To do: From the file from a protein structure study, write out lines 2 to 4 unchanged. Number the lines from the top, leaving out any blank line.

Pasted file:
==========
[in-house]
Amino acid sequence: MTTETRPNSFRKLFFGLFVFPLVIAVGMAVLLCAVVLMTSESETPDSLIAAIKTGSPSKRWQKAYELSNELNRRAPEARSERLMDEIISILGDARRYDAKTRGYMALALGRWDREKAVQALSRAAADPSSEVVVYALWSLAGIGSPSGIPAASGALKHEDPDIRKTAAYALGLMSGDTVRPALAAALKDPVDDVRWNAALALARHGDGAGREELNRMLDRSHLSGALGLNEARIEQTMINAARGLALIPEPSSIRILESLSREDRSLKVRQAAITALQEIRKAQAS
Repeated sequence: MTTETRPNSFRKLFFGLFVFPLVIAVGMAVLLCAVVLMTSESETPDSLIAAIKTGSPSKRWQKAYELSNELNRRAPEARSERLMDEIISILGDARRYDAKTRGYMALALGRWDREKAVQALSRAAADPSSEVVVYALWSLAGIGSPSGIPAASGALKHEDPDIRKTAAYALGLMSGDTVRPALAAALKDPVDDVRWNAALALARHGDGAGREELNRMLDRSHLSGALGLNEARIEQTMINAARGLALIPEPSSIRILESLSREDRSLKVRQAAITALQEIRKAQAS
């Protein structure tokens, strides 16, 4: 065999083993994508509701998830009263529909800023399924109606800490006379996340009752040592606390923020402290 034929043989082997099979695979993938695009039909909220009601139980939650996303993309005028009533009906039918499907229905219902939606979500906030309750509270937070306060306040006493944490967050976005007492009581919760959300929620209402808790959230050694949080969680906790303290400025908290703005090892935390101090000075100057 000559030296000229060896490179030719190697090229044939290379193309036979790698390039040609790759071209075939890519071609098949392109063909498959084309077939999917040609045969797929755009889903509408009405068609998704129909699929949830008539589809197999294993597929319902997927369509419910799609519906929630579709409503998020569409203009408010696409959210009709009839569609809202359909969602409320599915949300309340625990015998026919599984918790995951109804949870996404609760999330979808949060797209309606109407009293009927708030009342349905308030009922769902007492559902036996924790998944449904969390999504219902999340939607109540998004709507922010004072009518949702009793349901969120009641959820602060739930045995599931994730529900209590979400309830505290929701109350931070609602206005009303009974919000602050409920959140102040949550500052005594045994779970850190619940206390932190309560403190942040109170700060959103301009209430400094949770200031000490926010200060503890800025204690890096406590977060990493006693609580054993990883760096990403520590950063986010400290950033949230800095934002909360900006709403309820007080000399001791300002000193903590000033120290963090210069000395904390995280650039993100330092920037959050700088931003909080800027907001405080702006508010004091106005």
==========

Amino acid sequence: MTTETRPNSFRKLFFGLFVFPLVIAVGMAVLLCAVVLMTSESETPDSLIAAIKTGSPSKRWQKAYELSNELNRRAPEARSERLMDEIISILGDARRYDAKTRGYMALALGRWDREKAVQALSRAAADPSSEVVVYALWSLAGIGSPSGIPAASGALKHEDPDIRKTAAYALGLMSGDTVRPALAAALKDPVDDVRWNAALALARHGDGAGREELNRMLDRSHLSGALGLNEARIEQTMINAARGLALIPEPSSIRILESLSREDRSLKVRQAAITALQEIRKAQAS
Repeated sequence: MTTETRPNSFRKLFFGLFVFPLVIAVGMAVLLCAVVLMTSESETPDSLIAAIKTGSPSKRWQKAYELSNELNRRAPEARSERLMDEIISILGDARRYDAKTRGYMALALGRWDREKAVQALSRAAADPSSEVVVYALWSLAGIGSPSGIPAASGALKHEDPDIRKTAAYALGLMSGDTVRPALAAALKDPVDDVRWNAALALARHGDGAGREELNRMLDRSHLSGALGLNEARIEQTMINAARGLALIPEPSSIRILESLSREDRSLKVRQAAITALQEIRKAQAS
């Protein structure tokens, strides 16, 4: 065999083993994508509701998830009263529909800023399924109606800490006379996340009752040592606390923020402290 034929043989082997099979695979993938695009039909909220009601139980939650996303993309005028009533009906039918499907229905219902939606979500906030309750509270937070306060306040006493944490967050976005007492009581919760959300929620209402808790959230050694949080969680906790303290400025908290703005090892935390101090000075100057 000559030296000229060896490179030719190697090229044939290379193309036979790698390039040609790759071209075939890519071609098949392109063909498959084309077939999917040609045969797929755009889903509408009405068609998704129909699929949830008539589809197999294993597929319902997927369509419910799609519906929630579709409503998020569409203009408010696409959210009709009839569609809202359909969602409320599915949300309340625990015998026919599984918790995951109804949870996404609760999330979808949060797209309606109407009293009927708030009342349905308030009922769902007492559902036996924790998944449904969390999504219902999340939607109540998004709507922010004072009518949702009793349901969120009641959820602060739930045995599931994730529900209590979400309830505290929701109350931070609602206005009303009974919000602050409920959140102040949550500052005594045994779970850190619940206390932190309560403190942040109170700060959103301009209430400094949770200031000490926010200060503890800025204690890096406590977060990493006693609580054993990883760096990403520590950063986010400290950033949230800095934002909360900006709403309820007080000399001791300002000193903590000033120290963090210069000395904390995280650039993100330092920037959050700088931003909080800027907001405080702006508010004091106005």